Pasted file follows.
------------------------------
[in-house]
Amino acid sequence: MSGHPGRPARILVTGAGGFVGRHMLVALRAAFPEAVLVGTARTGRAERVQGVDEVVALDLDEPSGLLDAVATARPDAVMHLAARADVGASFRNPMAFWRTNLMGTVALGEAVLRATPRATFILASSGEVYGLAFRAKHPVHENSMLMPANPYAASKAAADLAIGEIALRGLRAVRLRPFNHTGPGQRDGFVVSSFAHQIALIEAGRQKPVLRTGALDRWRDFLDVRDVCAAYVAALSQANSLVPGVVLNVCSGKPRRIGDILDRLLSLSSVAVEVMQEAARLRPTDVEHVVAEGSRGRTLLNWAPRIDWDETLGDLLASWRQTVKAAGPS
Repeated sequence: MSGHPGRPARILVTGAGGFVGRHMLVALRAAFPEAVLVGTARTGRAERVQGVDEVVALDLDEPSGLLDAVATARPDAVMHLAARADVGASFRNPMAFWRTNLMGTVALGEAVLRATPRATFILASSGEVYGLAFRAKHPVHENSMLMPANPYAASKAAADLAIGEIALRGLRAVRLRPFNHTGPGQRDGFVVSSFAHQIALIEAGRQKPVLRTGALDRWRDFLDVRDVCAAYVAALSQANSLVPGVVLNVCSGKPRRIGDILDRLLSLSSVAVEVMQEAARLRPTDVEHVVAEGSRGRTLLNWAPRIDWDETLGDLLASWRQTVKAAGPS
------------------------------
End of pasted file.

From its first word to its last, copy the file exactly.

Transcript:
[in-house]
Amino acid sequence: MSGHPGRPARILVTGAGGFVGRHMLVALRAAFPEAVLVGTARTGRAERVQGVDEVVALDLDEPSGLLDAVATARPDAVMHLAARADVGASFRNPMAFWRTNLMGTVALGEAVLRATPRATFILASSGEVYGLAFRAKHPVHENSMLMPANPYAASKAAADLAIGEIALRGLRAVRLRPFNHTGPGQRDGFVVSSFAHQIALIEAGRQKPVLRTGALDRWRDFLDVRDVCAAYVAALSQANSLVPGVVLNVCSGKPRRIGDILDRLLSLSSVAVEVMQEAARLRPTDVEHVVAEGSRGRTLLNWAPRIDWDETLGDLLASWRQTVKAAGPS
Repeated sequence: MSGHPGRPARILVTGAGGFVGRHMLVALRAAFPEAVLVGTARTGRAERVQGVDEVVALDLDEPSGLLDAVATARPDAVMHLAARADVGASFRNPMAFWRTNLMGTVALGEAVLRATPRATFILASSGEVYGLAFRAKHPVHENSMLMPANPYAASKAAADLAIGEIALRGLRAVRLRPFNHTGPGQRDGFVVSSFAHQIALIEAGRQKPVLRTGALDRWRDFLDVRDVCAAYVAALSQANSLVPGVVLNVCSGKPRRIGDILDRLLSLSSVAVEVMQEAARLRPTDVEHVVAEGSRGRTLLNWAPRIDWDETLGDLLASWRQTVKAAGPS